“The people’s House has renewed its solemn vow to ‘never forget’ what happened on Sept. 11, 2001,” House Speaker John Boehner (R-Ohio) said in a statement. “The thousands of innocents and heroes who lost their lives are in our prayers, as are their loved ones. The resolution passed by the House also commends our military and intelligence officials who have performed so valiantly over the last 10 years, including those involved in the removal of Osama bin Laden.”
The resolution “recognizes September 11 as a day of solemn commemoration” and honors the heroism of the military and civilian personnel, “first responders, law enforcement personnel, State and local officials, volunteers and others” who aided the victims of the attacks.
It also expresses gratitude to foreign leaders and citizens “who have assisted and continue to stand in solidarity with the United States against terrorism” in the decade since the attacks, and “commends the military and intelligence personnel involved in the removal of Osama bin Laden.”
The full text of the resolution can be found here.
Boehner, who will lead a bipartisan delegation to Shanksville, Pa., on Saturday, said that the coming days “afford each of us an opportunity to reflect and renew our commitment to defend against all enemies this land we love and the firm principles on which it stands.”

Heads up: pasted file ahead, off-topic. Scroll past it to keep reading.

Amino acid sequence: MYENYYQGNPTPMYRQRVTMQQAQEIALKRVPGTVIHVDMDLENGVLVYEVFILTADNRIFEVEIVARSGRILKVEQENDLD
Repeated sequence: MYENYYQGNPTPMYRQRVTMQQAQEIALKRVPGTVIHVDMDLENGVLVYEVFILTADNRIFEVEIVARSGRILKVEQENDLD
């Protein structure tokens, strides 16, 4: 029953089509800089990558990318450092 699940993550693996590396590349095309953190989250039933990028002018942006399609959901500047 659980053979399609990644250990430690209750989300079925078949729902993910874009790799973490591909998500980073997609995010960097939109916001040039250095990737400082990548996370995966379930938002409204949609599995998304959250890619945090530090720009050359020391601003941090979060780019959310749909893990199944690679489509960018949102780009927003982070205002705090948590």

“We must continue to adapt and move forward, we must not yield, we must not grow complacent, and we must not rest until the terrorist threat is vanquished,” he added.
House Republican leaders apparently don’t consider the resolution in the same category as the commemorative resolutions that they have resisted since the GOP become the majority party in the chamber this year. The leadership has largely stopped those symbolic resolutions, saying they distract from the real work of Congress.
The party leaders said when they took office that there would be no more special votes used for “expressions of appreciation and recognition.”
In floor remarks in the Senate Friday morning, Majority Leader Harry Reid (D-Nev.) noted the upcoming anniversary and asked members to remember that “the challenges we face as a nation – whether threats to our national security or to our economic security – are best faced together.”
“We will never forget the events of that Tuesday morning, which dawned so clear and blue, or how they changed our nation,” Reid said. “But we should also remember the spirit of unity and determination that blossomed amidst the darkness of that day. In the weeks and months that followed, we were not Democrats and Republicans, liberals and conservatives, Red states and Blue states. We were Americans one and all.”
This story has been updated.